- Jordaan suggests that a possible approach to making decisions during this time on uncertainty could be that of having "strong views that are weakly held". This means informing ourselves as best we can, but allowing ourselves to change our response as we learn more about the pandemic.
- "When you don't know everything - and you have to recognise it - the best is to not go with your gut or with emotions, but to go to scientists to find out what the actual facts are. What the hypothesis are. What are the things we know for certain... Scientists... would include ...economists and people know what will happen to human behaviour if you have certain type rules" Jordaan
- "Don't copy and paste. Copy and adapt" Jordaan
- Covid-19: Can small business survive the coronavirus? - Ann Bernstein (Centre for Development and Enterprise, 2020) facilitates a conversation with Professors Ed Glaeser and Michael Luca (Harvard University), John Dludlu (Small Business Institute), Andrew Donaldson (SALDRU, UCT) and Ben Bierman (Business Partner) discuss the implications of Covid-19 for the small business sector. The session is structured in two parts, the first focuses on small business in the US and how they are coping with the crisis. The second part considers this same issue from a South African perspective.
- "We can't afford to lose 4 million jobs" Dludlu
- COVID-19: How to save the African entrepreneur - Mutono (2020) considers the role played by informal entrepreneurs in the African economy and how despite this, a large majority do not meet the requirements for support because they lack certain skills, i.e. bookkeeping and business-writing skills. He proposes a number of measures that governments should consider to save the African entrepreneur.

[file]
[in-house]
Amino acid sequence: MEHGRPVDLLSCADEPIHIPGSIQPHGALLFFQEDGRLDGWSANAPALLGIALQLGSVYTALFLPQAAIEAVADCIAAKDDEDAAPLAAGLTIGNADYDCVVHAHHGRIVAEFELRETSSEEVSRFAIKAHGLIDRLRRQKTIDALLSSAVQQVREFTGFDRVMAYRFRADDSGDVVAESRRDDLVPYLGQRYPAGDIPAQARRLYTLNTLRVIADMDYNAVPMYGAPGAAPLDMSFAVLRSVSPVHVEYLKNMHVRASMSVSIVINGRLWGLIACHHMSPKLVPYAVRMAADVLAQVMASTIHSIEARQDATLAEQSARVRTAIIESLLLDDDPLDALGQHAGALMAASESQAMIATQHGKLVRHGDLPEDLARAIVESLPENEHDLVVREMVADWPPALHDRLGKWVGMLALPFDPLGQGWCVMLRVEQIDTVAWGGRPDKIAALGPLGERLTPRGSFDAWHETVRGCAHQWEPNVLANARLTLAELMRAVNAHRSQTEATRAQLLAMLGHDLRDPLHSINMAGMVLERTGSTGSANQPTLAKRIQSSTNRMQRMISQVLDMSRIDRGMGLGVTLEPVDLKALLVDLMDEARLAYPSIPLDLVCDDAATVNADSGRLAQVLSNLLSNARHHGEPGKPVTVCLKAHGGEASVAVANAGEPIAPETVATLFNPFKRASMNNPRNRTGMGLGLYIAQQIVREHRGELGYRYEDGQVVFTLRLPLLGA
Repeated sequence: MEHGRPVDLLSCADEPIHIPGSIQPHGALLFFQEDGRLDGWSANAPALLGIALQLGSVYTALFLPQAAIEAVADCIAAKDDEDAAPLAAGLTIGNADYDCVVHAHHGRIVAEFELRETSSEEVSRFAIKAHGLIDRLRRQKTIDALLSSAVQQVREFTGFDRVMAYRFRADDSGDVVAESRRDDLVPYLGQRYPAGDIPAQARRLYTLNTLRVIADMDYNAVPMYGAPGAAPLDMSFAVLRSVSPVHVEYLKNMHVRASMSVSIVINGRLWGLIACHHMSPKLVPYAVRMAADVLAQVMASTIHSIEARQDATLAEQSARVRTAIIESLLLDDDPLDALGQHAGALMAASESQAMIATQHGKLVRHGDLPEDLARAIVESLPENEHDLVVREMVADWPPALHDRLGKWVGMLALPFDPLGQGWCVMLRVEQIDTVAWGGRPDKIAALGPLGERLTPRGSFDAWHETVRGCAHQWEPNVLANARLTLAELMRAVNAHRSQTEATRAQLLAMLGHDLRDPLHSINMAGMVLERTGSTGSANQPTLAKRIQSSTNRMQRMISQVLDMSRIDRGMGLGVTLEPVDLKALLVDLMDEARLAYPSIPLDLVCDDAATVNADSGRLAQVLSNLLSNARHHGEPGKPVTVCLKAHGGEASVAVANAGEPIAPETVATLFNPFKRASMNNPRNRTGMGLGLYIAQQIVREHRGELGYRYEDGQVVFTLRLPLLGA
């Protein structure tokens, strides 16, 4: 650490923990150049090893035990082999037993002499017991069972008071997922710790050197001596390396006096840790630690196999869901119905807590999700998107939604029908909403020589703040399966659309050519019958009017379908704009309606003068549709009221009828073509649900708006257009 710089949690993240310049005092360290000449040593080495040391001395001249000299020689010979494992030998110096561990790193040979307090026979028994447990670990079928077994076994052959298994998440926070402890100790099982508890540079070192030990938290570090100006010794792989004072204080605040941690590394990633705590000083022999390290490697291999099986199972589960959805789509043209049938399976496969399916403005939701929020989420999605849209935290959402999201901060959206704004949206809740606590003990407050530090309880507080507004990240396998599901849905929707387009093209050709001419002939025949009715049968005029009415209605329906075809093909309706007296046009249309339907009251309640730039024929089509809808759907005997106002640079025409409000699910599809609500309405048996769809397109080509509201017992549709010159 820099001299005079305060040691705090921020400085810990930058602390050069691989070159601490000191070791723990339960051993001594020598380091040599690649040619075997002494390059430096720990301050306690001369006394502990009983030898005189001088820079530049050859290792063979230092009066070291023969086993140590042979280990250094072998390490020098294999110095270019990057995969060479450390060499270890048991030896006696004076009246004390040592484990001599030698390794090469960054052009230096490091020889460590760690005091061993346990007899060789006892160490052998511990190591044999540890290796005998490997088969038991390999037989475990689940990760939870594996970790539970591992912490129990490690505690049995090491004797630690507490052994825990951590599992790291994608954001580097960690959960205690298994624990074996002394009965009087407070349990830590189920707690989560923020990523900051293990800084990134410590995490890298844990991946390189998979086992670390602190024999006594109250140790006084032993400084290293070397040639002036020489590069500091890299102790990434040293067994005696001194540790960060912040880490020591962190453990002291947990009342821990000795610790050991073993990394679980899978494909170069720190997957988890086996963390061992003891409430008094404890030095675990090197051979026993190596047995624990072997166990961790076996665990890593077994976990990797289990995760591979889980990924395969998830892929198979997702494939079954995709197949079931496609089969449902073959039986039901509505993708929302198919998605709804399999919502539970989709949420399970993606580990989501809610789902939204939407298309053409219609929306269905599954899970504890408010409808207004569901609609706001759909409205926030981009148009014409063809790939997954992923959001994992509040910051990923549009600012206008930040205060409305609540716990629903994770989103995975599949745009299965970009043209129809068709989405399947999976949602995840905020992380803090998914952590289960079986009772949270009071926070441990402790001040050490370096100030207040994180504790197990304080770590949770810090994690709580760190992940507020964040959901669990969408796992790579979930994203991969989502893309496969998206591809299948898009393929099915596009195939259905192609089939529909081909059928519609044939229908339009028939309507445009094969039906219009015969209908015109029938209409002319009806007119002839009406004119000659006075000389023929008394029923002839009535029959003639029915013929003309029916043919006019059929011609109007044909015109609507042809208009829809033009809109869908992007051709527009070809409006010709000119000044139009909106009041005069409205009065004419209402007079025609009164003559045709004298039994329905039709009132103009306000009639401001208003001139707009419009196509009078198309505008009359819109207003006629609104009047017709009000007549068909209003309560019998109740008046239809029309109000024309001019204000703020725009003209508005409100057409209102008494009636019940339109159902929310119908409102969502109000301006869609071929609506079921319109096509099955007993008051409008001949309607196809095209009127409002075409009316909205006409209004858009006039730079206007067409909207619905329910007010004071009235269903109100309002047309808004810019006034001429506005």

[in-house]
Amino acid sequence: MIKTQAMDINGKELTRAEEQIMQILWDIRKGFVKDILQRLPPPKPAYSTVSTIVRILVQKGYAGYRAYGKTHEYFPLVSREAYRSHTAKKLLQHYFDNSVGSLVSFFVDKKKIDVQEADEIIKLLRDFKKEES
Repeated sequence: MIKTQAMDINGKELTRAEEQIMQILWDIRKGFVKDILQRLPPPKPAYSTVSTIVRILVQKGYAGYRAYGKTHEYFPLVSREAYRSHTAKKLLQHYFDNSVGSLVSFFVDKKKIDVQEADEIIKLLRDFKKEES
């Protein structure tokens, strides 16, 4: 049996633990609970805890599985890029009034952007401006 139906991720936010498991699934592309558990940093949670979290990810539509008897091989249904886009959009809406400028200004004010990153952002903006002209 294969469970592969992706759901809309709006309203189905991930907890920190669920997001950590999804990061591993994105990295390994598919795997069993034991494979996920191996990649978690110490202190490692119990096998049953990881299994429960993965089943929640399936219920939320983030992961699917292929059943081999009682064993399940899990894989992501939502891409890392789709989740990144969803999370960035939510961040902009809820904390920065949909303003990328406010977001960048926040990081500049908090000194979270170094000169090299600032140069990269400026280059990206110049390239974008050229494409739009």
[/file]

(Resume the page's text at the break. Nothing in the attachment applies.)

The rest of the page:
- COVID-19: Implications for the “digital divide” in Africa - Turianskyi (2020) examines four factors that have emphasized the digital divide since we first heard about COVID-19. The author proposes short- and long-term solutions at different levels: governmental, corporate, continental and global.
- "The current lockdown restrictions make internet access even more essential to sustain livelihoods and maintain social contact. Social distancing will require millions to continue using the internet to work, study and socialise from home for the foreseeable future."
- Is the City Itself the Problem? - Kling (2020) considers the long history of blaming urban areas rather than economic factors for physical and moral ills. He argues, in this article, that density can be an asset for fighting the coronavirus.
- "Density means cities can more easily concentrate resources and social services where needed. Residents, in theory, have quicker access to hospitals and health care. And when nurtured by “social infrastructure” — community centres, libraries, and yes, public parks — cities can generate lifesaving networks of social ties which combat isolation and mitigate the effects of disasters."
- Mapping Risk Factors for the Spread of COVID-19 in Africa - The Africa Centre for Strategic Studies (May 2020) reviews relative risk factors associated with the novel coronavirus. This analysis helps generate potential insights into the varied and often overlapping levels of vulnerability faced by each African country.
- Reopening the economy: Obstacles, opportunities and risks - Makgetla (2020) considers the impacts of the pandemic on the global economy, focusing on South Africa’s main trading partners. The author's analysis (from an informal survey and in-depth interviews from the stakeholders in the auto, steel, plastics and furniture manufacturing) highlights blockages to reopening the country's economy. This analysis provides the basis for more effective and strategic measures for restarting economic activities.
- ❕ UN Habitat Urban Impact Newsletter - As the pandemic continues, UN-Habitat has been moving forward to implement its COVID-19 Response Plan for 64 countries focusing on immediate action for the most vulnerable.
Photo Credit: Shayne Robinson